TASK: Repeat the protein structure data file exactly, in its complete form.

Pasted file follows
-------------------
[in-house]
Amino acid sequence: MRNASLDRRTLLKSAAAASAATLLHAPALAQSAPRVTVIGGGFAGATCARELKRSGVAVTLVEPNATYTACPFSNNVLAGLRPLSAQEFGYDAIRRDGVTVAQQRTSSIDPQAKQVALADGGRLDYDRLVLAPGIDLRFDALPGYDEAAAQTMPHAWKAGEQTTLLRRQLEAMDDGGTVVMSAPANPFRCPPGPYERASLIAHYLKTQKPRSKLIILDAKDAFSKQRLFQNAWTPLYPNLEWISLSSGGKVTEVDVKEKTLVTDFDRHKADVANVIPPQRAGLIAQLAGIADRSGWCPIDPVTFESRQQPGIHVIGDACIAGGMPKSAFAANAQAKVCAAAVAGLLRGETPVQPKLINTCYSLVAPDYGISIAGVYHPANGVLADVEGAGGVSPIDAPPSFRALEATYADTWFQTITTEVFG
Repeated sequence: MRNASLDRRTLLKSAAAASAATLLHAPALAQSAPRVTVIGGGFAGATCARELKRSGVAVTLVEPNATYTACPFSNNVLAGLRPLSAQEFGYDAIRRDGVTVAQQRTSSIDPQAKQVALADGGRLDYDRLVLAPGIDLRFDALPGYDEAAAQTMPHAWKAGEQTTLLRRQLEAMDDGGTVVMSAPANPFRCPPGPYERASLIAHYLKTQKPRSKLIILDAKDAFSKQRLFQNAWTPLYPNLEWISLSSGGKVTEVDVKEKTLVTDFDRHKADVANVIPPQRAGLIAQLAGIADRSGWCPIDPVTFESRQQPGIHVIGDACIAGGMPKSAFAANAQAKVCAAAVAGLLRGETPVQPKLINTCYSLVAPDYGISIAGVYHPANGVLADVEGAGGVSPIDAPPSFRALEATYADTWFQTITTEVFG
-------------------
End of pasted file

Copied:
[in-house]
Amino acid sequence: MRNASLDRRTLLKSAAAASAATLLHAPALAQSAPRVTVIGGGFAGATCARELKRSGVAVTLVEPNATYTACPFSNNVLAGLRPLSAQEFGYDAIRRDGVTVAQQRTSSIDPQAKQVALADGGRLDYDRLVLAPGIDLRFDALPGYDEAAAQTMPHAWKAGEQTTLLRRQLEAMDDGGTVVMSAPANPFRCPPGPYERASLIAHYLKTQKPRSKLIILDAKDAFSKQRLFQNAWTPLYPNLEWISLSSGGKVTEVDVKEKTLVTDFDRHKADVANVIPPQRAGLIAQLAGIADRSGWCPIDPVTFESRQQPGIHVIGDACIAGGMPKSAFAANAQAKVCAAAVAGLLRGETPVQPKLINTCYSLVAPDYGISIAGVYHPANGVLADVEGAGGVSPIDAPPSFRALEATYADTWFQTITTEVFG
Repeated sequence: MRNASLDRRTLLKSAAAASAATLLHAPALAQSAPRVTVIGGGFAGATCARELKRSGVAVTLVEPNATYTACPFSNNVLAGLRPLSAQEFGYDAIRRDGVTVAQQRTSSIDPQAKQVALADGGRLDYDRLVLAPGIDLRFDALPGYDEAAAQTMPHAWKAGEQTTLLRRQLEAMDDGGTVVMSAPANPFRCPPGPYERASLIAHYLKTQKPRSKLIILDAKDAFSKQRLFQNAWTPLYPNLEWISLSSGGKVTEVDVKEKTLVTDFDRHKADVANVIPPQRAGLIAQLAGIADRSGWCPIDPVTFESRQQPGIHVIGDACIAGGMPKSAFAANAQAKVCAAAVAGLLRGETPVQPKLINTCYSLVAPDYGISIAGVYHPANGVLADVEGAGGVSPIDAPPSFRALEATYADTWFQTITTEVFG